Renaissance design for the 21st century

Renaissance architecture means massive spaces. Look at paintings of interiors from this time and you’ll huge halls and furniture on a grand scale. Most houses today don’t come with that sort of space, but it doesn’t mean you can’t add a touch of Renaissance glamour to your home.

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This 24-lamp chandelier ‘inspired by nature and harmony of spaces’ is dubbed ‘Leaf’. It has a light metallic tiered structure with glass shades, it is clearly contemporary but would fit into historical spaces too. It was offered by Pro Auctions on

Perhaps the simplest way to do this is through pictures. Taste in art was very important to those with money during the Renaissance. Today you’ll probably struggle to bag an original van Eyck, but look out for prints, smaller paintings, or even works by lesser-known or unattributed artists.

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A recent star on was this oil on oak panel portrait of a man in a mountain landscape which sold for £19,000 over an estimate of £2000-3000 at Swan Fine Art.

Many works from the era (roughly 1400-1600) might be religious so look for genre scenes and portraiture from northern Europe, which may have a broader appeal.

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“Jeroen Bosch” by Slovakian artist Vladimír Gazovic features a head inspired by portraits of the famed early Dutch artist Hieronymus Bosch. The fantastical composition is a take-off of earlier works by the artist including melded life forms. The lithograph dates to 1985. It is featured Auktionshaus Karrenbauer’s sale of June 25 with an opening price of €60. View the catalogue entry here.

Artists today continue to be inspired by works of this era. It’s possible to find works drawing on familiar elements of historic works and putting entirely new twists on them.

What about furniture? If you’re lucky enough to have a large space in your home, it’s worth looking out for a big statement piece.

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Best of both worlds – a ‘new’ old piece of furniture. This Renaissance revival cabinet in oak and elm is decorated with penwork of architectural form to the doors to the front cupboard painted in black with putti. It is from the circle of Godfrey Sykes (1824-66) and James Gamble (1875-before 1910). It goes under the hammer at Lyon & Turnbull on June 28 where it expected to take between £3000-5000.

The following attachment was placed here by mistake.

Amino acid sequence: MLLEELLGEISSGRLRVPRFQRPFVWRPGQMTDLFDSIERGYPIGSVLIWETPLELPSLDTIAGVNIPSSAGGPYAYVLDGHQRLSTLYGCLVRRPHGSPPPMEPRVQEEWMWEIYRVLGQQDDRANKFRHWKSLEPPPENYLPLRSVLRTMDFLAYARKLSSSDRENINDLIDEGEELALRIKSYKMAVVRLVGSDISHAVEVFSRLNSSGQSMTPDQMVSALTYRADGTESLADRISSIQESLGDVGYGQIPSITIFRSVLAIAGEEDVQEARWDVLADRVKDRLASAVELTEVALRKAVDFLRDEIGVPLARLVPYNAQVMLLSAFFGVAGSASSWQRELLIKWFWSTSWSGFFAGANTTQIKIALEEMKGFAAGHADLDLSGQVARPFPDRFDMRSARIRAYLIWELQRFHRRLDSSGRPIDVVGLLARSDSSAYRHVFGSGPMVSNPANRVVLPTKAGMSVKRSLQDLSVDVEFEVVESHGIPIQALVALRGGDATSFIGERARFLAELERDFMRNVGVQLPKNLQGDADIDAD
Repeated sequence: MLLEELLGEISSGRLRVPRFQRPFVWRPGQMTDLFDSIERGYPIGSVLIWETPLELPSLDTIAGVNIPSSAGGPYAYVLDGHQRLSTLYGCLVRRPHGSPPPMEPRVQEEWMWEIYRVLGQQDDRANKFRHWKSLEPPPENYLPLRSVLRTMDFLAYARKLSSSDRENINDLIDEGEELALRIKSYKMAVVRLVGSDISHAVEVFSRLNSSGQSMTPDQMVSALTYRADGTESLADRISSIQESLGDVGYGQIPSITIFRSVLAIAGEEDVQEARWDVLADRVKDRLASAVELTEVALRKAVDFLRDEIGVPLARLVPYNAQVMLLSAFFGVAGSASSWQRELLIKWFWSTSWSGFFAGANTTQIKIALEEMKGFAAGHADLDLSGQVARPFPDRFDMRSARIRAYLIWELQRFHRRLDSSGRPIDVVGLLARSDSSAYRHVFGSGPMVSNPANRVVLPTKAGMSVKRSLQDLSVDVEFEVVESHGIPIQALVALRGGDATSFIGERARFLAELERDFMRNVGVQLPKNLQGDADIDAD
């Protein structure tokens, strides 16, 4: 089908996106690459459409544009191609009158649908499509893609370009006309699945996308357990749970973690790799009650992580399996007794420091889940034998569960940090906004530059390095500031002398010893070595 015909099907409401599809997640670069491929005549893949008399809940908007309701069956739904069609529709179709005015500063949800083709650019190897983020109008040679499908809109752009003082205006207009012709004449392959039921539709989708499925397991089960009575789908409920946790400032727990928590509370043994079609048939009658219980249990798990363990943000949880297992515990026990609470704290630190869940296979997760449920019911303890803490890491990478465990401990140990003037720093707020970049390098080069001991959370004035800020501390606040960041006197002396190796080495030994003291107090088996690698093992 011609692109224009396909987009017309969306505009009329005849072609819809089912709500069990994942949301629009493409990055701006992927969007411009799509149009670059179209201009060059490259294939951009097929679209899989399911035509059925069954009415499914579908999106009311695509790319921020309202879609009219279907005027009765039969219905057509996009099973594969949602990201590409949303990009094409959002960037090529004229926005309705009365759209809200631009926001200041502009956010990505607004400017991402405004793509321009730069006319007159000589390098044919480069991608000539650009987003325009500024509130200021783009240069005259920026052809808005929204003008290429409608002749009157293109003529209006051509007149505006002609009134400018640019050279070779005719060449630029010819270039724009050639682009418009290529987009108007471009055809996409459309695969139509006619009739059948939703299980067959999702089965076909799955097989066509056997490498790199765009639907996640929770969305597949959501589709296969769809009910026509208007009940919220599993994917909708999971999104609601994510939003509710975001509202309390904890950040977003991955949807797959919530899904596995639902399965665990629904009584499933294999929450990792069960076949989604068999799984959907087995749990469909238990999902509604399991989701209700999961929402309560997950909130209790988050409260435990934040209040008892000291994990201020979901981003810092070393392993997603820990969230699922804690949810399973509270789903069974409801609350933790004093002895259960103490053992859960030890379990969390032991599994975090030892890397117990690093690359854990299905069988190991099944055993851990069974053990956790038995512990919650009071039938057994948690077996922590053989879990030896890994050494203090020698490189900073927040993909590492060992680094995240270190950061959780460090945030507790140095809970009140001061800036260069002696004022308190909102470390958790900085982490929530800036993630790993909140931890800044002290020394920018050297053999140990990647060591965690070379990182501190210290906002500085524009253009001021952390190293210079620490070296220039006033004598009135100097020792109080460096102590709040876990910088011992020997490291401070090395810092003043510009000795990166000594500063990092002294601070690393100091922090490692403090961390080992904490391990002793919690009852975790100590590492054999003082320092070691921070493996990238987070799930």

They might not be Scandi-chic or minimalist by any stretch, but furniture from this period (and later imitations) are usually solid and intricately carved. Plus they’ve survived this long, they are unlikely to fall apart in a hurry.

Otherwise, opt for contemporary pieces with some old-style charm. Chandeliers were a big feature of Renaissance interiors, as were round mirrors, four poster beds, chests, sideboards and dressers. You don’t have to go far to find a contemporary – but still interesting – version of these items.

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Be prepared to think outside the box when going for a specific historical look. For example, smaller pieces can make excellent touches to interiors, as in the case of this chitarrino, a type of Renaissance guitar designed in modern times by Zachary Taylor off manuscript illustrations from 1550 by Adrian Leroy. Don’t worry – you can still strum away, but when not in use, it is still attractive. The piece is offered at Gardiner Houlgate on June 17.

And why not make it a bit more interesting by adding some one-off decorative elements. These don’t even have to be for inside the home. There are plenty of ways to get historic elements in the garden, whether through statuary or more abstract or decorative features.

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Bag three of these Gothic arched garden mirrors at Criterion Auctioneers sale of Bath Jaggards House auction on June 13. It has an estimate of £250-350.

But it is definitely possible to get decorative elements in the home too without having to widen your door. A sheet of illuminated manuscript, a musical instrument or a sconce would all do the trick.

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